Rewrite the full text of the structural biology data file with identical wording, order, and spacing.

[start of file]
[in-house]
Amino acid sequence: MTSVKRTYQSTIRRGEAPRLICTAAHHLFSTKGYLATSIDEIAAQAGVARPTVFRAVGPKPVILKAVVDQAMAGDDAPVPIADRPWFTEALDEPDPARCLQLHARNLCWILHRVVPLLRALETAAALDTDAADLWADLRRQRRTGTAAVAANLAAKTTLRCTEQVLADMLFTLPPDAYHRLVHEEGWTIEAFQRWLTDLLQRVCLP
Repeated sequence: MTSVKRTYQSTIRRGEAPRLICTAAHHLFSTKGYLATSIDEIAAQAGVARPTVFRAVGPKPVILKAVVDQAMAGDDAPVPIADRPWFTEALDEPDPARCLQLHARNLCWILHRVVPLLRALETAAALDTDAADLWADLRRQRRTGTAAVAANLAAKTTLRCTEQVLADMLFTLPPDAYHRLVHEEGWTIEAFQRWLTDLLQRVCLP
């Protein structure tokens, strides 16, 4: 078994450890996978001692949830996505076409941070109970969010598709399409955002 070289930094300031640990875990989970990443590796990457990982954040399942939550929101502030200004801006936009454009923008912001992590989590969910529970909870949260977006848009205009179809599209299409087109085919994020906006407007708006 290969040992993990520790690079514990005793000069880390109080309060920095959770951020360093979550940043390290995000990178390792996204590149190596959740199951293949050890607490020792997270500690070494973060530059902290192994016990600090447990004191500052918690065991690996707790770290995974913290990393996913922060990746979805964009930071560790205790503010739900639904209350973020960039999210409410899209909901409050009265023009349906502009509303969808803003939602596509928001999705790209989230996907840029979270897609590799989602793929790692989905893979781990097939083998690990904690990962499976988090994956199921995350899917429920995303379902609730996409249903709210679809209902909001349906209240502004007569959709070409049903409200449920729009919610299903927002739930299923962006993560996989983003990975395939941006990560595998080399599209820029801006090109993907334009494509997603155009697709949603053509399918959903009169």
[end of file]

[in-house]
Amino acid sequence: MTSVKRTYQSTIRRGEAPRLICTAAHHLFSTKGYLATSIDEIAAQAGVARPTVFRAVGPKPVILKAVVDQAMAGDDAPVPIADRPWFTEALDEPDPARCLQLHARNLCWILHRVVPLLRALETAAALDTDAADLWADLRRQRRTGTAAVAANLAAKTTLRCTEQVLADMLFTLPPDAYHRLVHEEGWTIEAFQRWLTDLLQRVCLP
Repeated sequence: MTSVKRTYQSTIRRGEAPRLICTAAHHLFSTKGYLATSIDEIAAQAGVARPTVFRAVGPKPVILKAVVDQAMAGDDAPVPIADRPWFTEALDEPDPARCLQLHARNLCWILHRVVPLLRALETAAALDTDAADLWADLRRQRRTGTAAVAANLAAKTTLRCTEQVLADMLFTLPPDAYHRLVHEEGWTIEAFQRWLTDLLQRVCLP
């Protein structure tokens, strides 16, 4: 078994450890996978001692949830996505076409941070109970969010598709399409955002 070289930094300031640990875990989970990443590796990457990982954040399942939550929101502030200004801006936009454009923008912001992590989590969910529970909870949260977006848009205009179809599209299409087109085919994020906006407007708006 290969040992993990520790690079514990005793000069880390109080309060920095959770951020360093979550940043390290995000990178390792996204590149190596959740199951293949050890607490020792997270500690070494973060530059902290192994016990600090447990004191500052918690065991690996707790770290995974913290990393996913922060990746979805964009930071560790205790503010739900639904209350973020960039999210409410899209909901409050009265023009349906502009509303969808803003939602596509928001999705790209989230996907840029979270897609590799989602793929790692989905893979781990097939083998690990904690990962499976988090994956199921995350899917429920995303379902609730996409249903709210679809209902909001349906209240502004007569959709070409049903409200449920729009919610299903927002739930299923962006993560996989983003990975395939941006990560595998080399599209820029801006090109993907334009494509997603155009697709949603053509399918959903009169």